The backside of the camera has an Anton-Bauer gold mount battery plate with DC tap, but you can swap it out for a V-mount plate, and Panasonic even offers an NP-type adapter that slots into the V-mount plate for those with a stock of the older batteries. There's also a 4-pin DC power input; a small tally lamp beside it; a 12V accessory power output; dual XLRs for channels 1 and 2, switchable between line and mic levels, as well as 48v phantom power; an SDI output; a proper, robust six-pin IEEE1394 port for DV-format streaming, and a remote port for connecting a paintbox or CCU. All ports have rubber weather covers, with the 1394 port's cover tied to the camera while the others are linked to each other.
Right side of HPX370.
Older cameras put a tape transport (or the five-slot P2 bays used on other Panasonic shoulder-mounts) on the right side because they had to, but since the 370 uses only two P2 cards, there was no need to stay with tradition and make the operator reach over or walk around the camera just to change media. As a result, the right side of the camera is a blank expanse aside from I/O spigots. It's not only a matter of convenience: a right-side card bay is less secure, especially in crowds.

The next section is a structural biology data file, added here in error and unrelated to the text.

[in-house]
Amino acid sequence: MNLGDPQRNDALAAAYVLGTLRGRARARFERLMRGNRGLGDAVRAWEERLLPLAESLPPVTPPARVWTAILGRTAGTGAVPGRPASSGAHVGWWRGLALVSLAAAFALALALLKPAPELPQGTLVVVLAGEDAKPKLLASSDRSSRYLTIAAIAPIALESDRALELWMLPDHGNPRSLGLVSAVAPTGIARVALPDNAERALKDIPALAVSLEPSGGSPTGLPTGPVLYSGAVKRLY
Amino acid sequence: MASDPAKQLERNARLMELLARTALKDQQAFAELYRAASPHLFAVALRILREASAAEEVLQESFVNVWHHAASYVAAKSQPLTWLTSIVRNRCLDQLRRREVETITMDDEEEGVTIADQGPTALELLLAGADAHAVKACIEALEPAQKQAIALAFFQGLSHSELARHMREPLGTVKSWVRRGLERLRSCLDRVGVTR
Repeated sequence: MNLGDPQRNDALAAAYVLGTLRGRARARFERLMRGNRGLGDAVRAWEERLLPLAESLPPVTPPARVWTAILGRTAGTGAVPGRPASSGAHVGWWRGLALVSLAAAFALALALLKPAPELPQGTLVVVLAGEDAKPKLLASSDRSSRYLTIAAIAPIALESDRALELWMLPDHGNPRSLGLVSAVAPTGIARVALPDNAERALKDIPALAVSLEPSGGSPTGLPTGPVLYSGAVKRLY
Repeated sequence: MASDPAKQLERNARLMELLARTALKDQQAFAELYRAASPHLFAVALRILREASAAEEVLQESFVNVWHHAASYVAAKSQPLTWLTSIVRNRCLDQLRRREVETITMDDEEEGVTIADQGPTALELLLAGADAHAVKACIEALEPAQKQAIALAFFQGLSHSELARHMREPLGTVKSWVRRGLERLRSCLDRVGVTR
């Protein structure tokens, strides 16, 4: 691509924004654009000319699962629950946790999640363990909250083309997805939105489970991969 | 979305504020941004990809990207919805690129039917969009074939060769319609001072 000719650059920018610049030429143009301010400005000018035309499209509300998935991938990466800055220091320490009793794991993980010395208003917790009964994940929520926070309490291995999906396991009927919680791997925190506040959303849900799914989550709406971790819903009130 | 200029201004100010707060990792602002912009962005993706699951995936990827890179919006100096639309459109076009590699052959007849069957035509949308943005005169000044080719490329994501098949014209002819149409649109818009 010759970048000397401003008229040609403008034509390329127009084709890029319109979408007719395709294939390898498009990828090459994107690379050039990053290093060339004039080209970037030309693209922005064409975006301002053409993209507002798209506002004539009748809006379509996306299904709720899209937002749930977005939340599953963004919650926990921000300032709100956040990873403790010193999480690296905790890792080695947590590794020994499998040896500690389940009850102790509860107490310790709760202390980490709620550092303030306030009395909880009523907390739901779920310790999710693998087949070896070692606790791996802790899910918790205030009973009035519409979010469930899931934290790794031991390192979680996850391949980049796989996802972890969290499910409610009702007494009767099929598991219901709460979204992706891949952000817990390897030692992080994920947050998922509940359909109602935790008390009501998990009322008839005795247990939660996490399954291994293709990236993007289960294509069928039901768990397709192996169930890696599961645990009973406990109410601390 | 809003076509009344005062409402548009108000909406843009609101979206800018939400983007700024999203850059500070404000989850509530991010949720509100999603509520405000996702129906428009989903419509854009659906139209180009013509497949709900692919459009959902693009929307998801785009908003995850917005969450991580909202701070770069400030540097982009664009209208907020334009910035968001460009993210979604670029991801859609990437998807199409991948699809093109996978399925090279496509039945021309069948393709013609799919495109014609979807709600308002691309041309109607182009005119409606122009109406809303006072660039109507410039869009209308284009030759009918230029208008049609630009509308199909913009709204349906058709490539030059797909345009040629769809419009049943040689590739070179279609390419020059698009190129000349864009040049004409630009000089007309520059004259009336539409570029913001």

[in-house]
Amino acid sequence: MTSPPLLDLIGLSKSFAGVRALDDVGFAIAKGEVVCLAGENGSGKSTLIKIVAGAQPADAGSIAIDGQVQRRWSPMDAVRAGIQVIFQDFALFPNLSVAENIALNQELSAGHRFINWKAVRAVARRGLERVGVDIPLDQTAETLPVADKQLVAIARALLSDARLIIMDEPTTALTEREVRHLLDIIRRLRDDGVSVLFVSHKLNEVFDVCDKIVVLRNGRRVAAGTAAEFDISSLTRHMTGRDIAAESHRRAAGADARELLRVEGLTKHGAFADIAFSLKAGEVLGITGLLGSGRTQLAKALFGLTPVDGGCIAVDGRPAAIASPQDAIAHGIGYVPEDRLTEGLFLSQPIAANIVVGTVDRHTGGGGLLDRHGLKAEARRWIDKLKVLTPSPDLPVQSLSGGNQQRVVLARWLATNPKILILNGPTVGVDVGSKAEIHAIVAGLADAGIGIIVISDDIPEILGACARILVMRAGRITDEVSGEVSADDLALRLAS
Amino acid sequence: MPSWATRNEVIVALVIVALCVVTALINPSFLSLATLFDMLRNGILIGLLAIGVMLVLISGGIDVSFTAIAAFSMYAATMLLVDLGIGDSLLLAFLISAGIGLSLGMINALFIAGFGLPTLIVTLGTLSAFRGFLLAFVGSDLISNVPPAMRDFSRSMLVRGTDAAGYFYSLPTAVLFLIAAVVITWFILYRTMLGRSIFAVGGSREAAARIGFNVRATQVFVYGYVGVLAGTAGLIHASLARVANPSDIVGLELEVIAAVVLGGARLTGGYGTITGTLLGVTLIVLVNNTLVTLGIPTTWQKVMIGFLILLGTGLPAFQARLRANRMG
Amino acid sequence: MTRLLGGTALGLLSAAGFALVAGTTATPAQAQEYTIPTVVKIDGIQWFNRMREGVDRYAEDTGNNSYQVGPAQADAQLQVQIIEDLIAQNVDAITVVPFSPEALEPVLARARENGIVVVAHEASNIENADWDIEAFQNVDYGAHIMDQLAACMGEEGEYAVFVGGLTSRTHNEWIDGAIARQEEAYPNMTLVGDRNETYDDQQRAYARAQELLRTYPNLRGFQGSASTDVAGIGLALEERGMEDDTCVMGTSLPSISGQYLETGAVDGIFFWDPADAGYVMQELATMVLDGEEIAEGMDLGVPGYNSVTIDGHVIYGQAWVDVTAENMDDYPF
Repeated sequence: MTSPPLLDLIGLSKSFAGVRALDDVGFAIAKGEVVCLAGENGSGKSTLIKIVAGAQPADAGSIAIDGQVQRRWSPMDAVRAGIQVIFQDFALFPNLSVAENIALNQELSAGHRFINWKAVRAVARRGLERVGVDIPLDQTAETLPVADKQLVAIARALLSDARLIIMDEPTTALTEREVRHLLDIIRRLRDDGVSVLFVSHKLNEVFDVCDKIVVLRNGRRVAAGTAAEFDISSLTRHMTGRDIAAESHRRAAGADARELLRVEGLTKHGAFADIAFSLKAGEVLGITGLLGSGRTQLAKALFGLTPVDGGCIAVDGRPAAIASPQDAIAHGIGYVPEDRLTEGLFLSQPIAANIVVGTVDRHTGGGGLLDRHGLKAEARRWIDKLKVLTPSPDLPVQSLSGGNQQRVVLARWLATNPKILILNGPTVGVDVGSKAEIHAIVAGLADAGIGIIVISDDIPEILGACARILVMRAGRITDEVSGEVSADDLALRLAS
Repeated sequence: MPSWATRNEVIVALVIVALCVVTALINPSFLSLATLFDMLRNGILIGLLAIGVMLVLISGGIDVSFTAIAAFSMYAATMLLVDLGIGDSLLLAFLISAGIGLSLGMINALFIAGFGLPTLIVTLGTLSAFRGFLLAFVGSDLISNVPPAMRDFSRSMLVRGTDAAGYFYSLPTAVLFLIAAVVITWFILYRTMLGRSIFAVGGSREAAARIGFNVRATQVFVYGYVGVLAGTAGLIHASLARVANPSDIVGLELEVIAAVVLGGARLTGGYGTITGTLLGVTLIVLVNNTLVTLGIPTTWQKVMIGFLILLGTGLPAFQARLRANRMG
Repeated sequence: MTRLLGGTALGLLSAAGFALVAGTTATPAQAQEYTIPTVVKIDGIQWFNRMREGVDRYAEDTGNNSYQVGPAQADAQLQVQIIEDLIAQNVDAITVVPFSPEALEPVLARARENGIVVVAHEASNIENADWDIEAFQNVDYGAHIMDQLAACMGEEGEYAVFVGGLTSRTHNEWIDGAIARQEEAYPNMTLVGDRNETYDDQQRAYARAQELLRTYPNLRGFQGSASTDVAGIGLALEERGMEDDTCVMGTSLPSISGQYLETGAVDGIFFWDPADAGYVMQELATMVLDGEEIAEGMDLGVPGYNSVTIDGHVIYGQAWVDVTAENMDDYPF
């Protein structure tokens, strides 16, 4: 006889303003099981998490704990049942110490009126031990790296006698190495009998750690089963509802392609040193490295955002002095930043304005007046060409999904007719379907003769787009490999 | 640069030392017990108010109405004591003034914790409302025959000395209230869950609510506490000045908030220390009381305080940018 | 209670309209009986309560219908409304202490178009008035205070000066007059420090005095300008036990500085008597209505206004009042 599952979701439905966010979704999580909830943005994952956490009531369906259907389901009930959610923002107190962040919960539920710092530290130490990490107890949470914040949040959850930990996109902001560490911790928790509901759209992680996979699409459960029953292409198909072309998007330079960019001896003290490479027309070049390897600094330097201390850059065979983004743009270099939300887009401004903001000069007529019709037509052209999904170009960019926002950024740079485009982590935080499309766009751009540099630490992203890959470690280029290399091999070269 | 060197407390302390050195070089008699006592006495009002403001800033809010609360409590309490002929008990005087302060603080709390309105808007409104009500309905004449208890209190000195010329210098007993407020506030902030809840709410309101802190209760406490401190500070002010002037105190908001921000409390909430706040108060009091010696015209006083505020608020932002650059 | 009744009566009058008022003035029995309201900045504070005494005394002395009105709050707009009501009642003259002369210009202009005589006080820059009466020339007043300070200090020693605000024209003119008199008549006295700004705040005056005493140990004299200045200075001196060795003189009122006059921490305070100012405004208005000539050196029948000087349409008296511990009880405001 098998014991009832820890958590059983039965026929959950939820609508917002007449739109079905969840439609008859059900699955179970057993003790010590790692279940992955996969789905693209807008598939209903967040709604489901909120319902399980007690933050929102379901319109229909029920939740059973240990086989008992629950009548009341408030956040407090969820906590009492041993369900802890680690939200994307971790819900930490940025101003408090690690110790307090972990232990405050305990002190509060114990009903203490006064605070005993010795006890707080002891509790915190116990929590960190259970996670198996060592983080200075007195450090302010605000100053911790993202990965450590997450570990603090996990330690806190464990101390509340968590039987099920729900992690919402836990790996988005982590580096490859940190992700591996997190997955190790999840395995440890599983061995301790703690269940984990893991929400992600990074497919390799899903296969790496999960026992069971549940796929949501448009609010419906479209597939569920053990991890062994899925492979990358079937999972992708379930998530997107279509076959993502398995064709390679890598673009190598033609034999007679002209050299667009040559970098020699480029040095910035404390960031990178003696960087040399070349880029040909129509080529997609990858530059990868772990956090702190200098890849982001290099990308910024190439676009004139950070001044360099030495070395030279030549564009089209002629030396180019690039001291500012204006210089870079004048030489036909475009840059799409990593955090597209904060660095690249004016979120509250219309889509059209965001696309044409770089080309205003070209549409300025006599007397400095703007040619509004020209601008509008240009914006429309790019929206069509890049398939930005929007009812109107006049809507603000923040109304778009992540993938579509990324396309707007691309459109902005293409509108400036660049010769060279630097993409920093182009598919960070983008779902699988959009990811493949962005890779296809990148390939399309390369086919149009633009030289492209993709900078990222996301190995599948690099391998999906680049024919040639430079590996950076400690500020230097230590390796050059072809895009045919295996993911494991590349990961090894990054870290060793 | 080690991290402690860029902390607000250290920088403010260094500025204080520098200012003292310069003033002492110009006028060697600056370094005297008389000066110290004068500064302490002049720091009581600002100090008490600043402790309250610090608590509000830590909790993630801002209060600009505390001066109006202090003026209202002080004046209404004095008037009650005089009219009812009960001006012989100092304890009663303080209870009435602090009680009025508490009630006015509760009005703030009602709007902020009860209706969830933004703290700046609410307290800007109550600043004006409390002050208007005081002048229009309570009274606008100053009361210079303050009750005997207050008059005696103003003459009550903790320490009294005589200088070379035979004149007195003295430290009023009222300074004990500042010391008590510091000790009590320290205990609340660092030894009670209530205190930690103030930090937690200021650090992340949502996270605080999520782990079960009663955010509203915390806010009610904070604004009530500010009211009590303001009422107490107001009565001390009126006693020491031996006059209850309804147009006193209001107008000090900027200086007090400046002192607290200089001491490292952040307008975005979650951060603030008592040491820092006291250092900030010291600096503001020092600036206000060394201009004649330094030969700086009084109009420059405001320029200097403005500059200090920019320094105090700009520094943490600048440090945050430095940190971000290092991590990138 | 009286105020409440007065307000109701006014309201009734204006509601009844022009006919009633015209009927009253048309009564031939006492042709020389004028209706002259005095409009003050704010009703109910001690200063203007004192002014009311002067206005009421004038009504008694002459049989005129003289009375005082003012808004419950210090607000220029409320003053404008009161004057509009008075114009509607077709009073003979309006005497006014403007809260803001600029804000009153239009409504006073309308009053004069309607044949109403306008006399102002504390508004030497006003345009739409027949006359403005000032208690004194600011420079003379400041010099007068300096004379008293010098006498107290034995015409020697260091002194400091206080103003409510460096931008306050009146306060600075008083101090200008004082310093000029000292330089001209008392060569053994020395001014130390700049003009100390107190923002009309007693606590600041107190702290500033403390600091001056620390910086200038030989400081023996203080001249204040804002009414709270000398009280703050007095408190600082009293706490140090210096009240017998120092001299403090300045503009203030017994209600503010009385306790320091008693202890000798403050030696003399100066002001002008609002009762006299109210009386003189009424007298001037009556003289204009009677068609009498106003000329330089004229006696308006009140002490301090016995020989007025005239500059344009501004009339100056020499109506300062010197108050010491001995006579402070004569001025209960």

Rear right-side ports with covers opened or removed.
Both USA type A and USB type B port reside behind a tethered plastic cover: the camera can act either as a USB drive (device) or as a USB controller (host), so it can either connect as a drive for a Mac or PC, or offload its clips to a USB-connected disk drive.
BNCs provide a second SDI output (both outputs are identical); a genlock input; and timecode in and out. Dual RCAs supply audio for monitoring. All are sealed with tethered rubber covers, all interconnected and normally attached to the screw beside the TC IN port.
Note that the camera lacks Y/C, analog component, and HDMI outputs, and it has no "pool feed" video input (unless you get your pool feeds in DV/DVCPRO50/DVCPROHD via the IEEE 1394 port).
Top view of HPX370, with P2 card for reference.